At this stage, the Court concludes that an appropriate combination of these "alternative remedies" will mitigate any prejudicial effects of the publicity in Newsday, or any subsequent publicity that may occur. The record before the Court does not indicate that Coggins has made any other statements to the press or other individuals. Most importantly, if the case ultimately proceeds to trial, the Court is prepared to conduct an exhaustive jury selection process to empanel a fair and impartial jury. Questions to prospective jurors could focus on each prospective juror's exposure to news coverage or other information on this case, as well as whether any prospective juror that has been exposed to such information could be able to put aside anything she may have seen and decide the issues solely based on the evidence presented. Based on the Court's experience, it believes that, at least given the press coverage to date and the stage of the proceedings, this process alone will root out any bias. See United States v. Wilson, 925 F.Supp.2d 410, 412 (E.D.N.Y. 2013) (denying request to restrain parties from speaking to member of press regarding criminal case because of existence of other available remedies); see also Constand v. Cosby, 229 F.R.D. 472, 475 (E.D. Pa. 2005) ("Given the First Amendment implications of a sweeping gag order, ... limiting speech by parties and witnesses, particularly in a civil case and this early in the proceeding, is not likely to be undertaken.").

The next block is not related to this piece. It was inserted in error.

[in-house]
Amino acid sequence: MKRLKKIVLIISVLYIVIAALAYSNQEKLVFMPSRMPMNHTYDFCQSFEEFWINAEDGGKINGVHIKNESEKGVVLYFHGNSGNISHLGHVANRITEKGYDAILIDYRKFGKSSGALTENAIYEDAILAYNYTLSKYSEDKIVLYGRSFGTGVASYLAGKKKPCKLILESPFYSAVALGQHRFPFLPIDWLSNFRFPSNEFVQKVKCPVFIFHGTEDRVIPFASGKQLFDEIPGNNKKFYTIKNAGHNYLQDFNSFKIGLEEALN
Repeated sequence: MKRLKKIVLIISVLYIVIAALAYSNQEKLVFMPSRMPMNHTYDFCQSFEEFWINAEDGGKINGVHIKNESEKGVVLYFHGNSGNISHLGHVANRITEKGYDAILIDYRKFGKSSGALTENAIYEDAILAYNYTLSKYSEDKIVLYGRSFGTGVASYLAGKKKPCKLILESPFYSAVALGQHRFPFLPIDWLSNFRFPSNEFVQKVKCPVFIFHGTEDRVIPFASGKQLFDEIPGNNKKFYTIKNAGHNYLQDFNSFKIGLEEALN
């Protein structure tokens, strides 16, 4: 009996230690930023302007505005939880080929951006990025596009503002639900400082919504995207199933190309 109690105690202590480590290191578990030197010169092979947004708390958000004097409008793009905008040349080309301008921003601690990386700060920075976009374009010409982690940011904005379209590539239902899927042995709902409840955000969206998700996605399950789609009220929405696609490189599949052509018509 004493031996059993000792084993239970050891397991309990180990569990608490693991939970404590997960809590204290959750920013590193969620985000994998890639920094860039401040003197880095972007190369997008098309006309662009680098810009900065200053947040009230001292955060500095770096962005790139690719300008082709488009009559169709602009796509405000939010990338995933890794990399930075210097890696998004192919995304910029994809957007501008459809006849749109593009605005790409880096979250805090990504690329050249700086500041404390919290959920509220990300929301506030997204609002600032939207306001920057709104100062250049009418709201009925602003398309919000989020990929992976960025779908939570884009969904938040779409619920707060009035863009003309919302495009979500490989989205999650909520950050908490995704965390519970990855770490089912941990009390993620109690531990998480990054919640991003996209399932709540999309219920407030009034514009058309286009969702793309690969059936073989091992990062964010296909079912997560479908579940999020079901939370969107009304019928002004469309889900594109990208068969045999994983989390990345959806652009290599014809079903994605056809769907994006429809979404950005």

Accordingly, Buonora's motion for a gag order is denied.
B. Protective Order
1. Legal Standard
A district court has "broad discretion to determine whether an order should be entered protecting a party from disclosure of information claimed to be privileged or confidential." Penthouse Int'l, Ltd. v. Playboy Enters., Inc., 663 F.2d 371, 391 (2d Cir. 1981); AMW Materials Testing, Inc. v. Town of Babylon, 215 F.R.D. 67, 72 (E.D.N.Y. 2003) ("While the Federal Rules mandate a liberal standard, district courts are empowered to issue protective orders to temper the scope of discovery under [Rule 26(c)]."). Under Rule 26(c), "a court may, for good cause, issue an order to protect a party or person from annoyance, embarrassment, oppression, or undue burden or expense." Fed.R.Civ.P. 26(c). This equitable power includes prohibiting the disclosure of certain materials. See Fed.R.Civ.P. 26(c)(A). "The unique character of the discovery process requires that the trial court have substantial latitude to fashion protective orders." Seattle Times Co. v. Rhinehart, 467 U.S. 20, 26 (1984); see also In re Zyprexa Injunction, 474 F.Supp.2d 385, 415 (E.D.N.Y. 2007) ("Much of the material produced in discovery is neither incorporated in motions made to the court nor admissible at trial. In order to mitigate the substantial risk of litigants' privacy and other rights posed by the expansive scope of pretrial discovery, courts are given broad discretion in Rule 26(c) to craft sealing orders"). Because protective orders can implicate the public's First Amendment and common law right of access to the courts, however, Rule 26(c) requires the party seeking the order to demonstrate good cause. See In re Agent Orange Prod. Liab. Litig., 821 F.2d 139, 145 (2d Cir. 1987); In re Terrorist Attacks on Sept. 11, 2001, 454 F.Supp.2d 220, 221 (S.D.N.Y. 2006).